Budget is an economic exercise and must be seen from the larger macroeconomic perspective as well as adherence to fiscal discipline. Given the fiscal deficit of 6.5 per cent, there may be constraints on spending plans by the government. However, if the growth in gross tax revenue of 25-30 per cent is sustained, it could give some leverage on keeping the deficit under check.

Some of the key direct tax expectations would revolve around broader themes of rationalisation of taxes, promoting ‘Make in India’ and facilitating ‘Ease of Doing Business in India’.

To provide an impetus to the monetisation and disinvestment plan, the government may look at reviewing various capital market-related measures. Abolishment of buyback tax for listed companies and restoring taxation in hands of shareholders could mitigate cases of double taxation and boost investor sentiment.

It may be noted that the current capital gains tax regime is fairly complicated with different asset classes viz. equity, debt and immovable property, varying tax rates, etc. It is expected that government may look at rationalising tax rates, holding periods, etc.., which could ease investor concerns and plug tax leakages due to arbitrage opportunities.

In line with the government’s agenda of promoting Amrit Kaal and Aatmanirbhar Bharat, the concessional tax regime of 15 per cent could be extended by another year, that is, up to 2025. This will help companies plan better as it takes two to three years to make a plant fully operational and will also encourage new-age technology like semiconductors, chips and batteries.

Alternatively, granting investment-linked tax deductions to such new-age technology manufacturing basis capex will attract capex for this sector. Such concessions may lead to some revenue loss in the short term but are futuristic as they will help generate employment, generate exports, and garner revenues in the long term.

The concessional tax rate regime in respect of interest income earned by non-residents on debt provided to Indian companies has proved to be a viable avenue for fundraising. Extension in the time limit (current up to June 2023) would continue to facilitate expansion/investment plans of the industry.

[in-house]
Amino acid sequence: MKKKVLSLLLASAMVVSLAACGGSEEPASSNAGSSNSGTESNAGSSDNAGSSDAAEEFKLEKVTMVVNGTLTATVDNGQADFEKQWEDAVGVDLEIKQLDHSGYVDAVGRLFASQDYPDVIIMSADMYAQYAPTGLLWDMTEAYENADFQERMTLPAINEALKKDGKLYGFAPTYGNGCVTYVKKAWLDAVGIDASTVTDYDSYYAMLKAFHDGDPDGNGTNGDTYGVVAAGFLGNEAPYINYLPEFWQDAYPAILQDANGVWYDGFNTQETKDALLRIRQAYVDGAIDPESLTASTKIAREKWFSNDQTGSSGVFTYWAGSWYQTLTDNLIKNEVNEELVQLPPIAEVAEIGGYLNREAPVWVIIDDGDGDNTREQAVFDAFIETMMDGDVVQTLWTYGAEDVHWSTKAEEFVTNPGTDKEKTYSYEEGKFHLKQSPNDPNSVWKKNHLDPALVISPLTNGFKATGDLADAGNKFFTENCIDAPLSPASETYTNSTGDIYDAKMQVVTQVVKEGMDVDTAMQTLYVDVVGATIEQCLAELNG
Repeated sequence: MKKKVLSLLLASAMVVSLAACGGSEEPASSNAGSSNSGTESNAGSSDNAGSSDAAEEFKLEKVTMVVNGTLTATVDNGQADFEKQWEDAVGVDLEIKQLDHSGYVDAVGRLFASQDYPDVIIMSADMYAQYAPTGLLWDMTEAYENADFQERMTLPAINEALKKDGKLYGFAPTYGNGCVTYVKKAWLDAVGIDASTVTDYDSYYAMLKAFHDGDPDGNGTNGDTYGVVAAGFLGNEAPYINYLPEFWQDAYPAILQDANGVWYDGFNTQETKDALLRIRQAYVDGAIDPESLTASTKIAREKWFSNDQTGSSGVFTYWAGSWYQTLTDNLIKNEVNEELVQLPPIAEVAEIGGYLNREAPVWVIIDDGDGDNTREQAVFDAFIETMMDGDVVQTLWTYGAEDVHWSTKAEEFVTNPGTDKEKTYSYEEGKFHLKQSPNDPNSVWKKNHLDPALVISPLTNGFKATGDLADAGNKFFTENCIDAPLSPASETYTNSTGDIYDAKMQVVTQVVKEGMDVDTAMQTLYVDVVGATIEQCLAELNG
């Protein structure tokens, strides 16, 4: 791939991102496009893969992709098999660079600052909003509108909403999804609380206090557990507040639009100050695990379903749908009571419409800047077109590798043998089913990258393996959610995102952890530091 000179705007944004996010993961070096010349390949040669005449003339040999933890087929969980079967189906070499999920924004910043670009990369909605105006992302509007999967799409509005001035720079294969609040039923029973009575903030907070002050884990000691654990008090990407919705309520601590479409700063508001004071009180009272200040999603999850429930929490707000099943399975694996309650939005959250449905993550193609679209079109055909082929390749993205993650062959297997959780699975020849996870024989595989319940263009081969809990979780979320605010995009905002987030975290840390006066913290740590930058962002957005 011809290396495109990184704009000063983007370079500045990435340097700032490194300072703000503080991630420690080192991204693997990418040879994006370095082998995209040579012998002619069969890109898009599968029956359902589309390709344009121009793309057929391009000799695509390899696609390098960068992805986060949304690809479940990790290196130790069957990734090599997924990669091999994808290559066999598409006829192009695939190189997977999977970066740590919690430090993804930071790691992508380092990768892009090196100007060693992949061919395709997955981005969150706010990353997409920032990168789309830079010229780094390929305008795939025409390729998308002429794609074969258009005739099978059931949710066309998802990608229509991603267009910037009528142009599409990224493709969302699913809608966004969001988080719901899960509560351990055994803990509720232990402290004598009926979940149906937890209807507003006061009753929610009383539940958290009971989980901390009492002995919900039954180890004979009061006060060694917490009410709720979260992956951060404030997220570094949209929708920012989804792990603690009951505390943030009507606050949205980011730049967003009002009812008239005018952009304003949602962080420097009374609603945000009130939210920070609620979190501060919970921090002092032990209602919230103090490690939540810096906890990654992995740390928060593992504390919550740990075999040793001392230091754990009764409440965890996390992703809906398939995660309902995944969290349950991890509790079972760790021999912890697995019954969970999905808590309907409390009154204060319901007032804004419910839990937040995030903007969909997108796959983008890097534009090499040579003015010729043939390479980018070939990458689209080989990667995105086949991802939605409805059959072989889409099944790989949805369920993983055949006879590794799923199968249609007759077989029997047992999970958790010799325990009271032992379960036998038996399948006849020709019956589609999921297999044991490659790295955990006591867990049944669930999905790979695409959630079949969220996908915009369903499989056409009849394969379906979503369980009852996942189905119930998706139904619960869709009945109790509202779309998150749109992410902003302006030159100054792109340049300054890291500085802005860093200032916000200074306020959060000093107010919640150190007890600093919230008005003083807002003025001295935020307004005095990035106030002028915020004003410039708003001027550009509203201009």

Adoption of OECD proposals on Pillar 1 and Pillar 2: Guidance on the applicability of the equalisation levy for the digital economy/e-commerce sector vis-a-vis adoption of Pillar 1 will mitigate duplication of taxes.

Similarly, clarifications around the applicability of Significant Economic Presence (SEP) provisions to digital transactions only, the introduction of detailed profit attribution rules and guidance on the government’s point of view on OECD proposals especially relating to Pillar 2 would go a long way in providing clarity to Indian and global MNCs.

Individual taxpayers

The government is likely to look at personal income tax provisions as well. While there may not be much tinkering with the tax slabs, some incentives/concessions, for example, an increase in investment limit under Section 80C, higher deduction on home loans, etc., could be considered given that the higher interest rates are pinching the middle class.

As mentioned above, if the capital gains tax rejig takes place, it will also benefit individual taxpayers. With the new concessional income tax regime not finding many takers, the government is also likely to review how it can be made more attractive.

All in all, there are high expectations from Budget 2023 to announce various measures to provide a much-needed boost to industry, foster employment generation and sustained infrastructure push creating the roadmap for continued economic growth.

Kanabar is Partner, and Kochar is Director, EY India. Views expressed are personal